The Environmental Generation Gap

Millennials may hold the key to future climate action.

You can predict a lot about someone’s attitudes on climate issues if you know their age. Millennials are much more likely to understand climate change and support carbon reductions than their elders. The good news is that it will get easier to find political support for climate action as the population shifts toward millennials and boomers fade from the scene.

A 2016 University of Texas poll reports the millennials and seniors differ on many issues. About sixty-percent of millennials want to reduce the use of coal, twice the percentage of over-65 Americans. Notably, half of millennials support a carbon tax, which again is twice the percentage of senior citizens. And according to a Pew poll, 56% percent of millennials, but only 37% percent of seniors, regard climate change as a high policy priority.

Even among Republicans, there is a gap between millennials and seniors on environmental issues. According to another Pew survey, more millennials say the federal government isn’t doing enough to protect animals and their habitats (60% of millennials vs. 34% of older Republicans), water quality of lakes, rivers and streams (59% vs. 43%) and air quality (49% vs. 29%). millennials are also less likely to support expansion of fossil fuels – for instance, only 44% of millennials support expanded offshore drilling versus 75% of the Boomer generation. Another survey showed that most young conservative think human activities are the primary cause of climate change, and a majority also supported the Paris Agreement (pre-Trump).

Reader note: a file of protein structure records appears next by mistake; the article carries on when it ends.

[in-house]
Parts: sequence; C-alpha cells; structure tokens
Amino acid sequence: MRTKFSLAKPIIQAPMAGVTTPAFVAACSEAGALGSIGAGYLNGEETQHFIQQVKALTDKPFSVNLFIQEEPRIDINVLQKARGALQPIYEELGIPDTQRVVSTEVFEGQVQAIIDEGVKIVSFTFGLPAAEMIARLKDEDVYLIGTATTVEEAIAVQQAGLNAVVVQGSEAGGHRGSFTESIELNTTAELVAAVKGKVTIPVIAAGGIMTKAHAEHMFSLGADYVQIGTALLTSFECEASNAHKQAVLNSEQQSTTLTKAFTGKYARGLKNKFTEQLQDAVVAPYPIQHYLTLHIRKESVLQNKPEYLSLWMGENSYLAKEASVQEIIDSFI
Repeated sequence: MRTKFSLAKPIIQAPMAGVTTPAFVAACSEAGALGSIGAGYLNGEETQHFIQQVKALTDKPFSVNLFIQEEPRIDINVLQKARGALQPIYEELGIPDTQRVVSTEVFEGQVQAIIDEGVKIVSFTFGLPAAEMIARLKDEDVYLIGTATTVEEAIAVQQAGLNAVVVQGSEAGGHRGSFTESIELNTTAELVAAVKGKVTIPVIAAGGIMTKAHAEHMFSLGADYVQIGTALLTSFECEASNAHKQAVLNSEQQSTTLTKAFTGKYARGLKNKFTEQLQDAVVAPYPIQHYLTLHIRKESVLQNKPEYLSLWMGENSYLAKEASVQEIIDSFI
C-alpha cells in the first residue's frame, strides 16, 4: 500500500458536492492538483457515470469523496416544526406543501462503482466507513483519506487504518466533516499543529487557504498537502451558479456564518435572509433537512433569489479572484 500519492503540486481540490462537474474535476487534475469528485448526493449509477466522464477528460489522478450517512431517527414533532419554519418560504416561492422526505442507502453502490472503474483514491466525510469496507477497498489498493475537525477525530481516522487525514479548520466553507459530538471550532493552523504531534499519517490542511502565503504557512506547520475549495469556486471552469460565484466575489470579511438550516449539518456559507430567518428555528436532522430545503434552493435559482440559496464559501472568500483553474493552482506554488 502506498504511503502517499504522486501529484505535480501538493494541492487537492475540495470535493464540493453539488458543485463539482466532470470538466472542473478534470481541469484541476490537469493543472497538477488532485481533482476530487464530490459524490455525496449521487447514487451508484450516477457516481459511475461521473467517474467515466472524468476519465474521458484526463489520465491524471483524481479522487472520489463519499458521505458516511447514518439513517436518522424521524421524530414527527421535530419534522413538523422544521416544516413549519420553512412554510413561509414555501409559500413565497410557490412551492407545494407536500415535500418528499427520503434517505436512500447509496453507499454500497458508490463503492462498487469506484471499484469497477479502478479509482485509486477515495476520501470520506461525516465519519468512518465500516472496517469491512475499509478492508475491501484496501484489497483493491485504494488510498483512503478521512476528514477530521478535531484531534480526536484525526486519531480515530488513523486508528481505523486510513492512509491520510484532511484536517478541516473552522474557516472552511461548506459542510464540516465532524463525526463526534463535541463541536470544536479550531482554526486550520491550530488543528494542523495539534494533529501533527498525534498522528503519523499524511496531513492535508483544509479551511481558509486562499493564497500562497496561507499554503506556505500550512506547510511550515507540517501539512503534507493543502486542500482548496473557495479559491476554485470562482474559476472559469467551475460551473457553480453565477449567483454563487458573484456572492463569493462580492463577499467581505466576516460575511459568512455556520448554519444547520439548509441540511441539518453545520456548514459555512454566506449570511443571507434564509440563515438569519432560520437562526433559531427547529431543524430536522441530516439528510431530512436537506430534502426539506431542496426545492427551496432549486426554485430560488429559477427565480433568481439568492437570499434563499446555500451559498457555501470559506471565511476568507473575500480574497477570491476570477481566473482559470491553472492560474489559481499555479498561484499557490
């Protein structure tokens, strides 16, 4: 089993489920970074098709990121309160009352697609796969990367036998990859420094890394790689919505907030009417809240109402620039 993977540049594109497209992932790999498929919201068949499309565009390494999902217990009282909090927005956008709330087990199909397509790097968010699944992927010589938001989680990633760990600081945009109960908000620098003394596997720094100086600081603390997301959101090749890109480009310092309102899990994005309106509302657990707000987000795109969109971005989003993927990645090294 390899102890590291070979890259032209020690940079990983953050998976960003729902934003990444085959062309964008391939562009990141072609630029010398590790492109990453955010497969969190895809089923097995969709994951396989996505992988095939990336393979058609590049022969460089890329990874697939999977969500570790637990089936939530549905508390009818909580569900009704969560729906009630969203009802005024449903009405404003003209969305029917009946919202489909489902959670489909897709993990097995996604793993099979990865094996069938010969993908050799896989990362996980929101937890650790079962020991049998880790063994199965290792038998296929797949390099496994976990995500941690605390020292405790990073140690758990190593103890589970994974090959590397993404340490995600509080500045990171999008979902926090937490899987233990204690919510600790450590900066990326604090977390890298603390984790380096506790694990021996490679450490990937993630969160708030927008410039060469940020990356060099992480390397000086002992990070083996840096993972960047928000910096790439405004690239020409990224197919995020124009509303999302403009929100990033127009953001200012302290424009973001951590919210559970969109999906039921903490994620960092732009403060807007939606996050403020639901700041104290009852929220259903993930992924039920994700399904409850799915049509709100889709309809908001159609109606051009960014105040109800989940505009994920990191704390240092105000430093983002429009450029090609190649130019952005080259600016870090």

There’s also a generation gap over renewable energy. Most Americans support expansion of renewable energy. According to a Pew survey, 84% consider increased use of renewable energy an important or top priority. Over half think more government regulations are needed to reach tis goal, while about 40% think the market will take care of the problem. But among millennials, it’s 66-to-28% in favor of government intervention, whereas for baby boomers is 41-to-50 in the opposite direction. Essentially, the retirement-age generation looks like the GOP on this issue, whereas the millennials look like the Dems.

We don’t know the reason for the gap between generations.  Here are some plausible possibilities:

  • Higher levels of education among millennials.
  • Better education of millennials on the issue in school.
  • Less ability by seniors to absorb new ideas such as climate science among seniors.
  • Nostalgia among seniors for the more industrialized America of their youth.
  • Greater likelihood that millennials will live to experience more severe effects of climate change.

Of course, if the numbers had come out the other way, we might easily have found plausible explanations for that outcome, such as greater ease of seeing how the climate has changed for older Americans or a greater propensity to take the long view and worry about future generations.  Plausible explanations are easy to come by but hard to test. The generational differences are very real, but we simply don’t have firm evidence about their explanation.

I don’t want to exaggerate the importance of this shift in attitudes. Even among millennials, there are still too many who have been taken in by denialist propaganda. And there are not nearly enough to view the issue as a high priority. Still, the worst of the resistance to climate action is likely to weaken in coming years. It’s a pity that this will only happen because of generational turnover.



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